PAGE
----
Chronic Lymphocytic Leukemia
Chronic lymphocytic leukemia is a generalized, progressive disease marked by an uncontrollable spread of abnormal, small lymphocytes in lymphoid tissue, blood, and bone marrow. When these cells infiltrate bone marrow, lymphoid tissue, and organ systems, clinical signs begin to appear.
Ninety percent of people who develop CLL are over age 50. It is more common in men than women. According to the American Cancer Society, chronic lymphocytic leukemia accounts for almost one-third of new leukemia cases annually.
Although the cause of the disease is unknown, researchers suspect hereditary factors because a higher incidence has been recorded within families. Undefined chromosomal abnormalities and certain immunologic defects, such as ataxia telangiectasia or acquired agammaglobulinemia, are also suspected. The disease doesn't seem to result from radiation exposure.
Signs and Symptoms
Early in the disease, there may be no noticeable symptoms. The following are the most common symptoms of chronic lymphocytic leukemia. However, each individual may experience symptoms differently. Symptoms may include:
The symptoms of chronic lymphocytic leukemia may resemble other blood disorders or medical problems. Always consult your physician for a diagnosis.
Typically, chronic lymphocytic leukemia is an incidental finding during a routine blood test that reveals numerous abnormal lymphocytes. In the early stages, the patient has a mildly but persistently elevated white blood cell (WBC) count. Granulocytopenia is the rule, although the WBC count climbs as the disease progresses.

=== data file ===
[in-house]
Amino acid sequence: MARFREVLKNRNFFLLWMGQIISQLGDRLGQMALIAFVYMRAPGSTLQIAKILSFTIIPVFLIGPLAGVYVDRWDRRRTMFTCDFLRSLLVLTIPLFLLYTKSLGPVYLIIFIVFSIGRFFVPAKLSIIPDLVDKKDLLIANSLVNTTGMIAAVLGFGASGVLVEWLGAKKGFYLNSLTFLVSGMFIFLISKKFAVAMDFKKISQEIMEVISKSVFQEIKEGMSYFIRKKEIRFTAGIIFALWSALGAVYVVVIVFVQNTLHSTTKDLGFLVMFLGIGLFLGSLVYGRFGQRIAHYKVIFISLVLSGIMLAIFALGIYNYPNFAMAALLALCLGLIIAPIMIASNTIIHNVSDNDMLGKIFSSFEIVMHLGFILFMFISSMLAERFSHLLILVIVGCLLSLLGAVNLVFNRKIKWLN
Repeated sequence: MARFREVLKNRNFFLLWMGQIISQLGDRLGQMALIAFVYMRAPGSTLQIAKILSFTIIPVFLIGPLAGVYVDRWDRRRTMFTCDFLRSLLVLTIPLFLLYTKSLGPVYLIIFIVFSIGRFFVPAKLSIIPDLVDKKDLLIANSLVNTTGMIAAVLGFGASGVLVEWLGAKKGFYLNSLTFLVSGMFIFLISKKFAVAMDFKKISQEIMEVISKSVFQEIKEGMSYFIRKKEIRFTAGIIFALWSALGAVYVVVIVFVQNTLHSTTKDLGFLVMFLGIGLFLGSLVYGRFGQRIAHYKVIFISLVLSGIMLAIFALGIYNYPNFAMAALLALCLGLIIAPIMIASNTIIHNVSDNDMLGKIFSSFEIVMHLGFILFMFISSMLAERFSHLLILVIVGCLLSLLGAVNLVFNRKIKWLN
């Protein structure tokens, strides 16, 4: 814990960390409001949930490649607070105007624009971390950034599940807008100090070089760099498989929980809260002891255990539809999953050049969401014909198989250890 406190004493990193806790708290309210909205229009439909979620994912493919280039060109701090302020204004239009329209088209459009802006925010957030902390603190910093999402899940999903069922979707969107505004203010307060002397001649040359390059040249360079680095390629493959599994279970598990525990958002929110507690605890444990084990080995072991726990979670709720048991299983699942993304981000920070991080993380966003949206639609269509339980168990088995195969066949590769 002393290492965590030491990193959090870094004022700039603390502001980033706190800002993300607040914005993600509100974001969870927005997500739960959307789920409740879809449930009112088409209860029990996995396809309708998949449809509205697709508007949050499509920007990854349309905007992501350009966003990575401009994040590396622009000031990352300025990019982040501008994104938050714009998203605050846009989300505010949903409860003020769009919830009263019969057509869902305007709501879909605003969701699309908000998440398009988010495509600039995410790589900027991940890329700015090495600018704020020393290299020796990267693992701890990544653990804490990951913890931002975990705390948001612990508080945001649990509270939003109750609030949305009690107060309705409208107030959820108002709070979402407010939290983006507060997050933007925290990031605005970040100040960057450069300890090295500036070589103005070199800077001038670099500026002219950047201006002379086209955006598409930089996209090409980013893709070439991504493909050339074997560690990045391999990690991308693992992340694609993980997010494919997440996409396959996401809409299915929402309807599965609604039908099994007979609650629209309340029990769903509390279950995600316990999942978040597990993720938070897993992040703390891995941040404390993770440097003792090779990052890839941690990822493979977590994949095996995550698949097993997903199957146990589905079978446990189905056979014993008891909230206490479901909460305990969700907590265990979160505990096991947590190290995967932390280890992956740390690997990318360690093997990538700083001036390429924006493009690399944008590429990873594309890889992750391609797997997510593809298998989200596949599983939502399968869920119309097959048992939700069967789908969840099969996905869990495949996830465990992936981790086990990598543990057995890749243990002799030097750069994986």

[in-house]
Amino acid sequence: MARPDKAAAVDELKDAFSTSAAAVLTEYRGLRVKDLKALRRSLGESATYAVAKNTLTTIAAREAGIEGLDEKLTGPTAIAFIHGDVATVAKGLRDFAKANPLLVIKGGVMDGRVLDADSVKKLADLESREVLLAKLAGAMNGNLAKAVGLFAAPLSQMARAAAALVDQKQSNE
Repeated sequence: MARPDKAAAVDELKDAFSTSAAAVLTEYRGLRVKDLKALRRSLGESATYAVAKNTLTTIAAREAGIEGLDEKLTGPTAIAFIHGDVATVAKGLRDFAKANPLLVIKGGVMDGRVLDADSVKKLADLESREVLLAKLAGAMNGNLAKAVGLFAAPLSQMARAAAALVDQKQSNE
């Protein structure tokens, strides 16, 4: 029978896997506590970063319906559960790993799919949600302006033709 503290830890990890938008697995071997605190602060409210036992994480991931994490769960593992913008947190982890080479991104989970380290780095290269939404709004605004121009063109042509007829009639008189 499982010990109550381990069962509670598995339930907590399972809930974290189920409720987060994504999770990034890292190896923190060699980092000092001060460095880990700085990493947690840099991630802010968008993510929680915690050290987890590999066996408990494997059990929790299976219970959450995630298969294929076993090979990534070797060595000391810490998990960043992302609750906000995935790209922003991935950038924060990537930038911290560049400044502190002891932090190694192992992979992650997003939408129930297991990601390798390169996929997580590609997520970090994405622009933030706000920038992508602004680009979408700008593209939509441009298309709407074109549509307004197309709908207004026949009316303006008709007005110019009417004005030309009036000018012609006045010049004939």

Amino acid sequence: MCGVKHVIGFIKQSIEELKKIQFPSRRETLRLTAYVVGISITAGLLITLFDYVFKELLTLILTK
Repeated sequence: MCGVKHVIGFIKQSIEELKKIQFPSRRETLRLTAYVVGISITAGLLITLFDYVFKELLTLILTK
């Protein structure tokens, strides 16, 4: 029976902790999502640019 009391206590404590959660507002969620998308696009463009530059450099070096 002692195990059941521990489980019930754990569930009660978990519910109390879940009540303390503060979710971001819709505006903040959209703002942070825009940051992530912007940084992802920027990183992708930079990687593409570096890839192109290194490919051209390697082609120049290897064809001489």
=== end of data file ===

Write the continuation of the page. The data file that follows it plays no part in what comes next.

Systemic chemotherapy includes alkylating agents, usually chlorambucil or cyclophosphamide, and sometimes corticosteroids (prednisone) when autoimmune hemolytic anemia or thrombocytopenia occurs.
When chronic lymphocytic leukemia causes obstruction or organ impairment or enlargement, local radiation therapy can reduce organ size, and splenectomy can help relieve the symptoms. Allopurinol can prevent hyperuricemia, a relatively uncommon finding.
Radiation therapy can help relieve symptoms. It's generally used to treat enlarged lymph nodes, painful bony lesions, or massive splenomegaly.
Check with your health care provider before taking other medicines, including nonprescription products or other forms of treatment.
Continue to eat a balanced diet and get regular exercise.
If you have a sore throat or fever, call your health care provider for advice. You may need immediate treatment.
It is important to have regular checkups and to follow your health care provider's advice about how to take care of yourself.
If several family members have had the disease, there is an increased risk of siblings, especially brothers, to have the disease. If you are at increased risk, you should have regular checkups.
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